In my game I have a rank system. You start at rank A, and then you can level from level 1 to level 10. When you reach level 10, you get promoted to rank B, and you go from level 1 to 10 again, and then you get promoted to rank C, etc etc.

Getting from rank A to rank B takes a pre-determined amount of experience, which translates to a predetermined amount of real-world time. For example: getting from rank A to rank B costs 1200 experience, which translates to a week of game time.

What I'd like to achieve however, is to make leveling up early on in the rank easier than later on, so that when you rank up, its easier to achieve the first few levels, and the later levels are harder/take more time. Almost a bit like an exponential curve.

So really what I'm trying to do is divide the total amount of experience it takes to the next rank (total amount: 1200xp) by 10, into some kind of exponential-like curve, in a way that finally it'll still add up to 1200xp.

Does anybody know of such a formula/piece of code?


1 Answer 1


If you want a progression where the cost to level up from \$L_n\$ to \$L_{n+1}\$ increases by some ratio \$r\$ each time:

$$L_1 = a,\quad L_2 = a \cdot 4, \quad L_3 = a \cdot r^2, \quad ... L_n = a \cdot r^{n-1}$$

That's called a geometric sequence. (We say it grows "geometrically")

If you add up a bunch of terms, that's called a geometric series, and there's a handy formula for it:

$$\displaystyle \sum_{i=1}^n L_i = \frac {a (1 - r^n)} {1 - r}$$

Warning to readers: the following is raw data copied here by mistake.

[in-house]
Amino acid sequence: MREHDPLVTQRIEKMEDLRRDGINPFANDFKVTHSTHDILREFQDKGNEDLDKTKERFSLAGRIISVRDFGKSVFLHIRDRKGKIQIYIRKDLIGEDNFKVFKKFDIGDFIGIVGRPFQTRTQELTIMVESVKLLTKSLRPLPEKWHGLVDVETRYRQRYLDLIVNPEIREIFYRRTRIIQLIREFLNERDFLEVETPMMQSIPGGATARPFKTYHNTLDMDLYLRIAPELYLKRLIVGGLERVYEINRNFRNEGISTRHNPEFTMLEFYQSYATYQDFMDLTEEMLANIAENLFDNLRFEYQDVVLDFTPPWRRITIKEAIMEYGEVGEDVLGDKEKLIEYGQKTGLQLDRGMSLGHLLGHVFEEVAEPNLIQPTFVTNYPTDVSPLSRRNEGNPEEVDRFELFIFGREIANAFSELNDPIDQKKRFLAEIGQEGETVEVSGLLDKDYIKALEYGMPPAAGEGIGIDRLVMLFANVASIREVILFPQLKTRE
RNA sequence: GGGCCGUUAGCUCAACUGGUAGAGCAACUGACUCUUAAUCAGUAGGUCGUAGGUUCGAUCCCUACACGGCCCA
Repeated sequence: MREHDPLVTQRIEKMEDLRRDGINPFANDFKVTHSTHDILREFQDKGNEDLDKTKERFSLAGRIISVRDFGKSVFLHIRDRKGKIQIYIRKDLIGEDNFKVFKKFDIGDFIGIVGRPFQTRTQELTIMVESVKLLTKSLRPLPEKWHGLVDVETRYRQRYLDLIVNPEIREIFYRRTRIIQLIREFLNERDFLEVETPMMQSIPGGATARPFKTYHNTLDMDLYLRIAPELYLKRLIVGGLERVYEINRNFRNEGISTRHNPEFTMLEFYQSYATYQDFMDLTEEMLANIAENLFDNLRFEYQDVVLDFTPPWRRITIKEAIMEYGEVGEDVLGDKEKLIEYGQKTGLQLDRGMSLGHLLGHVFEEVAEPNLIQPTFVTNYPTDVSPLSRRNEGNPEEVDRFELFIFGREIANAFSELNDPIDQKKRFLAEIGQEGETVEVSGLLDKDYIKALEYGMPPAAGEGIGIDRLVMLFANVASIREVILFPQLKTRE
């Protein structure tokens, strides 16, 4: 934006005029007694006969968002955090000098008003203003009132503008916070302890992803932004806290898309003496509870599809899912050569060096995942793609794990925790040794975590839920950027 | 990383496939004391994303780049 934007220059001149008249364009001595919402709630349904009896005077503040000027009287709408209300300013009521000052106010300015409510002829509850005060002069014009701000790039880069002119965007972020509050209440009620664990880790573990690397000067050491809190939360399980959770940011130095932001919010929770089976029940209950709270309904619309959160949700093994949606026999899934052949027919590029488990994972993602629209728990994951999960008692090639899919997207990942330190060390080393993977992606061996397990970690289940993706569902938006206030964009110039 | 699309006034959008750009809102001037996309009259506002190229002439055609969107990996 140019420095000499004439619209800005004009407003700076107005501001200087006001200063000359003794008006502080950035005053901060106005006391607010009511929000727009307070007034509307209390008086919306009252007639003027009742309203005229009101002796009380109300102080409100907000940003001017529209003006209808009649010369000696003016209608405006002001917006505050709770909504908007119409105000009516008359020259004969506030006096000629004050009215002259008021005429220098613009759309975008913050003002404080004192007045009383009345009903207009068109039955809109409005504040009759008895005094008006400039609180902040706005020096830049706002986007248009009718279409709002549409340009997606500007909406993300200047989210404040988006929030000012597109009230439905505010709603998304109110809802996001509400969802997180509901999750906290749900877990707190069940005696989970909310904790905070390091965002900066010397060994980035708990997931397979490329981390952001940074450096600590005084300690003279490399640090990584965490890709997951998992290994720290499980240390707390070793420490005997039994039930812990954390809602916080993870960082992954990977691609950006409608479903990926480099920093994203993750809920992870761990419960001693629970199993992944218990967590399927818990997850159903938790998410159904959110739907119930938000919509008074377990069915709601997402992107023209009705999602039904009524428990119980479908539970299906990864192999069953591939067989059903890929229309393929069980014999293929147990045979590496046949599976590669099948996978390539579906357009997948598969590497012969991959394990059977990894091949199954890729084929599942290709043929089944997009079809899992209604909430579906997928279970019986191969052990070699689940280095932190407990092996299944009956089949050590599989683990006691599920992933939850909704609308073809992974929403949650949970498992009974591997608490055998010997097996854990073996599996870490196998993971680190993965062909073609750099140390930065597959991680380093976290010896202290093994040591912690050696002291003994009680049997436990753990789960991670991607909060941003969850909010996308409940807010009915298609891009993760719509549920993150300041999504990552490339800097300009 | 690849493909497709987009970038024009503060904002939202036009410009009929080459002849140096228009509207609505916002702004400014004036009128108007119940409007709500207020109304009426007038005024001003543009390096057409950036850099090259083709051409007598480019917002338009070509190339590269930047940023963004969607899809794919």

We'll arbitrarily choose a value for \$r\$ to decide how curvy we want our curve: values closer to 1 give us a flat line, and higher values make steeper curves. But watch out - you might be tempted to reach for a value like 2 or 3 here, but the exponential stacking will quickly turn this into a gruelling slog by the end (\$2^8 = 256\$, so your final level of a rank would take two hundred times more work than the first!).

Let's choose a really shallow \$r\$ for starters, like 1.02 (each level costs 2% more XP than the previous). We can change this later if we like.

Here we want \$n = 9\$ (because once we level up from level 9, we cross over to the next rank and go back to level 1). So subbing those into the formula above, we get:

$$\displaystyle \sum_{n=1}^9 L_i = \frac {a (1 - r^9)} {1 - r} = \frac {a (1 - 1.02^9)} {1 - 1.02} \approx \frac {a (-0.195093) } {-0.02} \approx 9.754628 a$$

And now it's a simple matter to solve for \$a\$ to make the total equal to the total XP you want between ranks A and B:

$$\begin{align} 9.7546284311155456 a &= 1200\\ a &= \frac {1200} {9.7546284311155456}\\ a &\approx 123.018525 \end{align}$$

Ah, but here we run into a bit of a problem. All this math is for continuous real numbers. But for XP targets, we usually want integers. And we might even have other constraints, like wanting each XP threshold to be a nice round multiple of 10 or 50 or 100. There's probably a fancy integer programming solution to that, but myself, this is where I'd head to a spreadsheet.

Spreadsheet snapshot

In this Google Sheet (on the "WeekXP" tab), I've implemented the formula above, and added a column where I round the XP numbers to the closest integer.

You can see that using \$r = 1.2\$ in this example, the rounding doesn't quite work out - we total up to 1 XP higher than we meant to. So, you can either play with the numbers a bit or add a rounding bias until the number comes out to exactly the value you want, or just fudge the numbers by hand (for instance, subtracting the error from the last level in the sequence).


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